Sunday, May 3, 2009

Infection and arthroscopy

Infection is a hot topic and a major source of anxiety for anyone undergoing surgery.
If you are lining up for an arthroscopy (key-hole surgery) what do you need to know about the risks of infection?

Firstly, your skin is your best barrier against infection, so any break in the skin creates a risk.
The main benefits of key-hole surgery is the very small incision site. This causes less trauma to the knee and therefore less pain. Small incisions also mean a decreased risk of infection as more of the skin is intact.

Primarily for this reason infections following knee arthroscopy are very rare. Rates vary from hospital to hospital but are generally less than 1%.

This is good news as deep infections following surgery are a serious complication. Unlike getting a cut on your hand infected, a joint infection offers bacteria more options to thrive. The surgical incision goes all the way into the joint and offers a point of access to this warm, moist environment.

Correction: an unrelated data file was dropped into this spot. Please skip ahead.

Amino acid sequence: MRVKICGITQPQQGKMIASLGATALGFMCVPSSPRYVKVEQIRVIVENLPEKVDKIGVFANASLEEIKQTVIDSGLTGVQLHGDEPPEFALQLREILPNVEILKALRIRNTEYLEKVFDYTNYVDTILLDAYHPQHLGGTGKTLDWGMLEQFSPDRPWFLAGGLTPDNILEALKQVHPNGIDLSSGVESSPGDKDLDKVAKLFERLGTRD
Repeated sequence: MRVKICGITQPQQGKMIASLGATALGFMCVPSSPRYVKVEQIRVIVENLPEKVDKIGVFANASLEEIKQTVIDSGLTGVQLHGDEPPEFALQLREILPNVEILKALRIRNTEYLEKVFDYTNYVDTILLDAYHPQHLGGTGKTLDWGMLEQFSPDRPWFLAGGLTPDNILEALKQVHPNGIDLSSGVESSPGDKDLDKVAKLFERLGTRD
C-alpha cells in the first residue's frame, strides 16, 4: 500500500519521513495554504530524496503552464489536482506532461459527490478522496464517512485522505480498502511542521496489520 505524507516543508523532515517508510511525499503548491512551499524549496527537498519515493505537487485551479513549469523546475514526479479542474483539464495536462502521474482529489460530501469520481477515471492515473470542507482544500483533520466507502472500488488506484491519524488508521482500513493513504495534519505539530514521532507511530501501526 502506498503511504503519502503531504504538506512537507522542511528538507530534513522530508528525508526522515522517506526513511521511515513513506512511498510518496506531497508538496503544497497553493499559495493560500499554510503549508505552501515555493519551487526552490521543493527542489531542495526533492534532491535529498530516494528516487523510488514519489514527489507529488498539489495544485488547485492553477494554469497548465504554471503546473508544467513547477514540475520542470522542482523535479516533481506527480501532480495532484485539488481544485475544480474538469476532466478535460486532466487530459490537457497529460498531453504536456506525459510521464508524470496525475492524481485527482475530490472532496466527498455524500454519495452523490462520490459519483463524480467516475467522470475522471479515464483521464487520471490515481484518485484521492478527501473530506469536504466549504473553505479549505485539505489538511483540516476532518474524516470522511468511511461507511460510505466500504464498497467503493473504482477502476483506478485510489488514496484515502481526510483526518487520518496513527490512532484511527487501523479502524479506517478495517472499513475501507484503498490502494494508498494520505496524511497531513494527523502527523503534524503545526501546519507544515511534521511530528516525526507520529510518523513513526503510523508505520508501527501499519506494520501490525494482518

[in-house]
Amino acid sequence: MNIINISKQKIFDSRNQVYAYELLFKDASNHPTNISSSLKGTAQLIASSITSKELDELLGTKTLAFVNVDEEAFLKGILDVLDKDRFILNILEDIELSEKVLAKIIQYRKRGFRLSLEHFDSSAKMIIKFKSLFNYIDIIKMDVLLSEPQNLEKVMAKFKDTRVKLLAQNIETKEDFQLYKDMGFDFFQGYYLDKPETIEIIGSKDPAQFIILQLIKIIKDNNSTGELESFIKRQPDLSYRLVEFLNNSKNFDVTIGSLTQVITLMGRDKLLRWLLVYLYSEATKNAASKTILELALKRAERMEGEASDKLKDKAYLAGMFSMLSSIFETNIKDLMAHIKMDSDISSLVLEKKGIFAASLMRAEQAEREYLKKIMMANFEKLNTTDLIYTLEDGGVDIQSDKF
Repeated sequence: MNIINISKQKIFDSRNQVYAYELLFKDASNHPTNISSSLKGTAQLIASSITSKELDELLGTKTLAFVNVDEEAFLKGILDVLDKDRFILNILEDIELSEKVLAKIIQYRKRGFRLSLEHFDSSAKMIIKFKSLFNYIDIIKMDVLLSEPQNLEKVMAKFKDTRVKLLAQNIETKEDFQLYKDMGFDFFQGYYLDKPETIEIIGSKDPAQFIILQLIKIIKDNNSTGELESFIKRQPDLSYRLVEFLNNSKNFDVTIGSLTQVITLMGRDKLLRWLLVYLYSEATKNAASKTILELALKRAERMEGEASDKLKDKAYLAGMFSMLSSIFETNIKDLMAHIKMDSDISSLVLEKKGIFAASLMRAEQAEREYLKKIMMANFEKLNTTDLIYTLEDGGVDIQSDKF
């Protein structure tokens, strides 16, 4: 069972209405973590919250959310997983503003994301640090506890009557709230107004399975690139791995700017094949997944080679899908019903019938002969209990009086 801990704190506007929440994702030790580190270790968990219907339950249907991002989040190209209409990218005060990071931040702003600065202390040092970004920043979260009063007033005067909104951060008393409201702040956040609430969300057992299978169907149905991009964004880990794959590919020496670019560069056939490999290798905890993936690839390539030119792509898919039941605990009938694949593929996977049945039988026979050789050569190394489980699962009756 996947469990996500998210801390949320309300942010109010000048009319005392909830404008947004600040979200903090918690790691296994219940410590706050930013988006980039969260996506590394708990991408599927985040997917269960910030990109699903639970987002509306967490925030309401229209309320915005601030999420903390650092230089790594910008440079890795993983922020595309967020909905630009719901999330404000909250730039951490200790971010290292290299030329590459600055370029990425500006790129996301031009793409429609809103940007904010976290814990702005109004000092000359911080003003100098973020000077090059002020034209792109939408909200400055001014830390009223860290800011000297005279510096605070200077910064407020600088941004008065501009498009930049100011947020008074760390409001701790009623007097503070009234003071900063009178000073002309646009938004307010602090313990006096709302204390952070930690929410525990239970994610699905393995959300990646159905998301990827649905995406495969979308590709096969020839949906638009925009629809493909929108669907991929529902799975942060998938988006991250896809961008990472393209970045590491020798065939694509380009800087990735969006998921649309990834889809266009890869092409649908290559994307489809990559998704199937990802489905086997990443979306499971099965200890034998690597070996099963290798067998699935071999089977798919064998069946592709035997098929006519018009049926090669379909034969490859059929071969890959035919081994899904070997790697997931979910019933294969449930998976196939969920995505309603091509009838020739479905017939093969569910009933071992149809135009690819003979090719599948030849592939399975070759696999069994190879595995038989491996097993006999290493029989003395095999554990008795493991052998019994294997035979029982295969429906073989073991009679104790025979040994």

Superficial skin infections can usually be treated by oral antibiotics but joint infections often require a return to theatre for a washout as well as antibiotics.

Infections will always be a risk with any surgical intervention, but it is reassuring to know that the odds are very much on your side with arthroscopic surgery.

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